Feb 25 2019

Most Americans have seen the news stories of refugees seeking asylum at the nation’s southern border, and feel like they don’t have the resources or skills to assist these vulnerable individuals. When Womble Bond Dickinson’s Whitney Kamerzel saw that 200 asylum seekers were being transferred to South Carolina, and that most were not represented by counsel, she decided to use her skills as an attorney to help.

Kamerzel, a business litigator in the firm’s Charlotte office, recently spent a week providing pro bono legal assistance to asylum seekers held at the Al Cannon Detention Center in Charleston, South Carolina. Kamerzel worked with an organization called Mi Maletin to prepare refugees for credible fear hearings and to request review of negative determinations. In these credible fear interviews, immigration officials decide if an asylum seeker’s fear of returning to their home country is credible enough to pursue their claim for asylum in the U.S. Many of the people Kamerzel worked with came to the U.S. because of political or religious persecution, gang violence, or genocide occurring in their home countries.

“Our team was made up of lawyers from all over the country. We spent up to fifteen hours a day fighting for access to clients and helping them with their cases,” she said. “Many interviews had already been conducted without the help of an attorney and we had to correct misinformation that these people were given. Ninety percent of my clients didn’t speak English or understand the asylum process.”

“The majority of these people are fleeing horrible circumstances and many have been separated from their families along the way” Kamerzel said. Making matters worse, during a credible fear interview, asylum seekers are asked personal questions about why they can’t return to their country. “To answer these questions, they have to relive extremely traumatic experiences in detail. This is very difficult to do without an attorney, through a translator, and in an adversarial setting. The environment doesn’t make it easy either. The folks I talked to had not seen the sun for two months.”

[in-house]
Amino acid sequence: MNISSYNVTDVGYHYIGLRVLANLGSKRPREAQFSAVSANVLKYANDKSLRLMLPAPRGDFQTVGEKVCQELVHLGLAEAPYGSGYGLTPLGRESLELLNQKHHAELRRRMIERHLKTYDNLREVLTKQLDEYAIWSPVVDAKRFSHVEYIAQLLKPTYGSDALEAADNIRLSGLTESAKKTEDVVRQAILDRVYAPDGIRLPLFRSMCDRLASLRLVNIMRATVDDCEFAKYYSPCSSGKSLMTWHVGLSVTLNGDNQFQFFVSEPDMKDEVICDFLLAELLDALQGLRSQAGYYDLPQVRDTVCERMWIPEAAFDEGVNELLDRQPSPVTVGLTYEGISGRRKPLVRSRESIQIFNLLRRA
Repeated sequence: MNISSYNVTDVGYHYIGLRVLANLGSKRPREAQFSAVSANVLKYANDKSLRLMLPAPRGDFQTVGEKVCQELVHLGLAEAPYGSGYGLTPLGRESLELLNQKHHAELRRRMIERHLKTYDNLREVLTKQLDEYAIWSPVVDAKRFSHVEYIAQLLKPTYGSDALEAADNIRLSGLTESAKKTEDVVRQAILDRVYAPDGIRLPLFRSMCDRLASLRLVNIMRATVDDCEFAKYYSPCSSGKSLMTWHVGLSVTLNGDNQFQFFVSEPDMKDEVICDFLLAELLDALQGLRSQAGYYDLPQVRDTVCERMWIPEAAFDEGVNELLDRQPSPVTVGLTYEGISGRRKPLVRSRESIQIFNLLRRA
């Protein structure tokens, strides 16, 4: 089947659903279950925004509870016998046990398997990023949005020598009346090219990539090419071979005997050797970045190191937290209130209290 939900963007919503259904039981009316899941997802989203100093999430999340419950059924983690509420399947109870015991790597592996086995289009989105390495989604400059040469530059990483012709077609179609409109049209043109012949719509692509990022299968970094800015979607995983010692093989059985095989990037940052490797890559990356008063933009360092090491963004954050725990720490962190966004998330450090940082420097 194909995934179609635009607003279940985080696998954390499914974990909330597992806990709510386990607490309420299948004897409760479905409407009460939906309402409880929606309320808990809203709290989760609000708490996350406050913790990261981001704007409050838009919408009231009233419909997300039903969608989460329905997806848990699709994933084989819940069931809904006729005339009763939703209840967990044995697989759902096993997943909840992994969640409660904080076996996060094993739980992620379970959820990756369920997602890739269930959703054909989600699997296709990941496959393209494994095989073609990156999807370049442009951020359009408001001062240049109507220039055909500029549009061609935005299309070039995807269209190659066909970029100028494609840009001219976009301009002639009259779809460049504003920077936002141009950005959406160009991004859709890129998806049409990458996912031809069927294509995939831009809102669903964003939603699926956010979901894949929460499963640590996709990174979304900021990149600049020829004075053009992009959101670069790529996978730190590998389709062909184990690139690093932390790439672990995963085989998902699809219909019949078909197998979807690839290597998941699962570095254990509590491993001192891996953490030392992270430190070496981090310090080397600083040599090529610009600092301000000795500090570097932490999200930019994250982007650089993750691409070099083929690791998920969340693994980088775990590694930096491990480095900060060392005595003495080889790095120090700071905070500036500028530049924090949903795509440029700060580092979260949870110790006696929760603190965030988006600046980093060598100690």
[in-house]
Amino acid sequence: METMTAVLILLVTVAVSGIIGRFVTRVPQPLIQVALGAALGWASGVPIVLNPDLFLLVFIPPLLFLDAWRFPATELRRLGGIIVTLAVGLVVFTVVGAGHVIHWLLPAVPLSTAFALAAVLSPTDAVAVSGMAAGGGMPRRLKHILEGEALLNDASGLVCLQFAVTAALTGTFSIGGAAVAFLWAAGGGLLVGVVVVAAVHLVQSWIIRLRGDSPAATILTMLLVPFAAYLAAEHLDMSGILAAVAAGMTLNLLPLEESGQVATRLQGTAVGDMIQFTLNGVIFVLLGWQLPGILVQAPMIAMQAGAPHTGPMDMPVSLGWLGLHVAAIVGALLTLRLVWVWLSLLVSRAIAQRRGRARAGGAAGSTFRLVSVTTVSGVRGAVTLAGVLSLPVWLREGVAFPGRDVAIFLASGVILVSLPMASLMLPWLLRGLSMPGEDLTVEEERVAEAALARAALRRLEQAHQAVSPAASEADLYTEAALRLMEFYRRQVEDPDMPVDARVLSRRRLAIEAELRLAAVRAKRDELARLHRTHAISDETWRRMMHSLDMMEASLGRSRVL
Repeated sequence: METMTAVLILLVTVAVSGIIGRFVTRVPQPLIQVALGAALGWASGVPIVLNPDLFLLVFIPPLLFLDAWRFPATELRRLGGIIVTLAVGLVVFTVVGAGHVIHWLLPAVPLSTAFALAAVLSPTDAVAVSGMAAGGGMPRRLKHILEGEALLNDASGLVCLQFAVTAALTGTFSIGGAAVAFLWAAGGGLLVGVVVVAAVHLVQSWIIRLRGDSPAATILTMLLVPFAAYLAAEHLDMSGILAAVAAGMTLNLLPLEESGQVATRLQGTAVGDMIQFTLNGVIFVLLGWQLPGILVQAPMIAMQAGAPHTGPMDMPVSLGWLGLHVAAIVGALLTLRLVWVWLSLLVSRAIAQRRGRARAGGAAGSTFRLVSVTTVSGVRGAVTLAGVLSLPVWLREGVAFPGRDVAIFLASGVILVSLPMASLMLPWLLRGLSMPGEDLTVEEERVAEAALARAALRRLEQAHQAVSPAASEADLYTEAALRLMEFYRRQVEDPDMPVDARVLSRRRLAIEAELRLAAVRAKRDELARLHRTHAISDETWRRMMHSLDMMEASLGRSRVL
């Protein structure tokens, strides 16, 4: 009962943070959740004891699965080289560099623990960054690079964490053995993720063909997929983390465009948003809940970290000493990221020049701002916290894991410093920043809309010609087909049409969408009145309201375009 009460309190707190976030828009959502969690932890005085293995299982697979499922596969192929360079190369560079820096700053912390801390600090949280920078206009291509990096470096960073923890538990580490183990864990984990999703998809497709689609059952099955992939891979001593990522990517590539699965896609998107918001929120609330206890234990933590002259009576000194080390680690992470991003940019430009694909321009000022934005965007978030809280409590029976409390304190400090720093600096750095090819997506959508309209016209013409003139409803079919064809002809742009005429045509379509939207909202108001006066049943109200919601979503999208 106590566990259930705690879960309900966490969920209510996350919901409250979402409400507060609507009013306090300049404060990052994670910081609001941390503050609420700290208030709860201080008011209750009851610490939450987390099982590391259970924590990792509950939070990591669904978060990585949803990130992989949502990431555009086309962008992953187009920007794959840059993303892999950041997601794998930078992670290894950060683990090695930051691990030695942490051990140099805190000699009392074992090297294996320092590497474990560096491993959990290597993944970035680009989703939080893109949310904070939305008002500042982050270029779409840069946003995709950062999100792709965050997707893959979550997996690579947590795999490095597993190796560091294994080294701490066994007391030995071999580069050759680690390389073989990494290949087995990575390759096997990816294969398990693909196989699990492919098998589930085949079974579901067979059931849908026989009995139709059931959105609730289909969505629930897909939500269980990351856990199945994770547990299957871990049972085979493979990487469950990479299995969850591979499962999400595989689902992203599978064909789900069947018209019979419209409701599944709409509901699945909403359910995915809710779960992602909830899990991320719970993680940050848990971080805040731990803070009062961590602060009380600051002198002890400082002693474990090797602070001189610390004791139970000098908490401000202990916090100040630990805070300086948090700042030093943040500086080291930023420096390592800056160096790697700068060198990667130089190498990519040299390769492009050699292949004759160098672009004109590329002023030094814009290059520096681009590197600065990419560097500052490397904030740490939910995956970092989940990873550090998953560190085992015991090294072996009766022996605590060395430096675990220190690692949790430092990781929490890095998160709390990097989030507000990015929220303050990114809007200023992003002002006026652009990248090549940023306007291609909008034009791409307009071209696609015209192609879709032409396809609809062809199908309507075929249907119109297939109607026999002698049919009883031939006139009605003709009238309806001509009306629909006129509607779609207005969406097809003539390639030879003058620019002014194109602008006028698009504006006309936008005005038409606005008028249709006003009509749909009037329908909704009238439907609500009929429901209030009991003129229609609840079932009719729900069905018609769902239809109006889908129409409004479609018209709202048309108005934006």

Kamerzel recalls that just talking to an attorney boosted morale for the asylum seekers. “Word traveled fast that we were coming to help them and you could tell that they were sharing our information with each other. We raced to prepare these individuals before we lost access to them. On one night, it was almost 11 p.m. before I was permitted to speak to a client, knowing in all likelihood that he would be interviewed or transferred the next day. He was so appreciative because, despite having a strong case, he didn’t get a chance to talk about it in his first interview. In all honesty, I’m just grateful for the opportunity to help these folks tell their stories.”

Whitney Kamerzel ’s practice involves a variety of dispute resolution and general civil litigation matters. Her pro bono practice includes working with International House, an organization that helps immigrants learn English and navigate the citizenship process.